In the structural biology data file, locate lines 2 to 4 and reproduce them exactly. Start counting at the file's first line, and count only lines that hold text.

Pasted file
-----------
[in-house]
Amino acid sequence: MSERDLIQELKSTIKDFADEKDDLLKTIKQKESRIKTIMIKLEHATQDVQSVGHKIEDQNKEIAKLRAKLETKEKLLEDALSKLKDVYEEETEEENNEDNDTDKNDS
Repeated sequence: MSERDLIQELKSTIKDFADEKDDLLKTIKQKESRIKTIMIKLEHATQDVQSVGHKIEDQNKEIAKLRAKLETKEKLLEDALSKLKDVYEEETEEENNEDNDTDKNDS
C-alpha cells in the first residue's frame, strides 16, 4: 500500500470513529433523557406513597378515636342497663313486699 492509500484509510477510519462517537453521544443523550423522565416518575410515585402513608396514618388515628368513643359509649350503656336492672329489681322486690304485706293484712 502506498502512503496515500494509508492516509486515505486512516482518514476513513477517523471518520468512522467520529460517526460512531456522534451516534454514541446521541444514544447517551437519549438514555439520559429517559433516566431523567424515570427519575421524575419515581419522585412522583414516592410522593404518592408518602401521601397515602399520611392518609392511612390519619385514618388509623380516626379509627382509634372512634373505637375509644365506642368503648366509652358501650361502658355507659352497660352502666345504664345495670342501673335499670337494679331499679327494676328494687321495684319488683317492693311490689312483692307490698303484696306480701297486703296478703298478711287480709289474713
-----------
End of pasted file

Amino acid sequence: MSERDLIQELKSTIKDFADEKDDLLKTIKQKESRIKTIMIKLEHATQDVQSVGHKIEDQNKEIAKLRAKLETKEKLLEDALSKLKDVYEEETEEENNEDNDTDKNDS
Repeated sequence: MSERDLIQELKSTIKDFADEKDDLLKTIKQKESRIKTIMIKLEHATQDVQSVGHKIEDQNKEIAKLRAKLETKEKLLEDALSKLKDVYEEETEEENNEDNDTDKNDS
C-alpha cells in the first residue's frame, strides 16, 4: 500500500470513529433523557406513597378515636342497663313486699 492509500484509510477510519462517537453521544443523550423522565416518575410515585402513608396514618388515628368513643359509649350503656336492672329489681322486690304485706293484712 502506498502512503496515500494509508492516509486515505486512516482518514476513513477517523471518520468512522467520529460517526460512531456522534451516534454514541446521541444514544447517551437519549438514555439520559429517559433516566431523567424515570427519575421524575419515581419522585412522583414516592410522593404518592408518602401521601397515602399520611392518609392511612390519619385514618388509623380516626379509627382509634372512634373505637375509644365506642368503648366509652358501650361502658355507659352497660352502666345504664345495670342501673335499670337494679331499679327494676328494687321495684319488683317492693311490689312483692307490698303484696306480701297486703296478703298478711287480709289474713